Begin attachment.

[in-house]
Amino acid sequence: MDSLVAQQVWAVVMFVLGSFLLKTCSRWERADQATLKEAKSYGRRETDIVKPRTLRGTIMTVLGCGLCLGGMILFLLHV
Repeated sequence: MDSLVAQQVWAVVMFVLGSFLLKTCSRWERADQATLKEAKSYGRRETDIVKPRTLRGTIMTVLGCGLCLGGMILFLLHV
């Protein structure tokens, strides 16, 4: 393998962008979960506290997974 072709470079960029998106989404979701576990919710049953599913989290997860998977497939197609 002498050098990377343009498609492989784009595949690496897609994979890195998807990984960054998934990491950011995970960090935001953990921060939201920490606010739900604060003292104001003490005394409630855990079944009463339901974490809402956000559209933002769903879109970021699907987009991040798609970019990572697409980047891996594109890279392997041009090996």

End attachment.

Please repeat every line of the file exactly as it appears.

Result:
[in-house]
Amino acid sequence: MDSLVAQQVWAVVMFVLGSFLLKTCSRWERADQATLKEAKSYGRRETDIVKPRTLRGTIMTVLGCGLCLGGMILFLLHV
Repeated sequence: MDSLVAQQVWAVVMFVLGSFLLKTCSRWERADQATLKEAKSYGRRETDIVKPRTLRGTIMTVLGCGLCLGGMILFLLHV
């Protein structure tokens, strides 16, 4: 393998962008979960506290997974 072709470079960029998106989404979701576990919710049953599913989290997860998977497939197609 002498050098990377343009498609492989784009595949690496897609994979890195998807990984960054998934990491950011995970960090935001953990921060939201920490606010739900604060003292104001003490005394409630855990079944009463339901974490809402956000559209933002769903879109970021699907987009991040798609970019990572697409980047891996594109890279392997041009090996």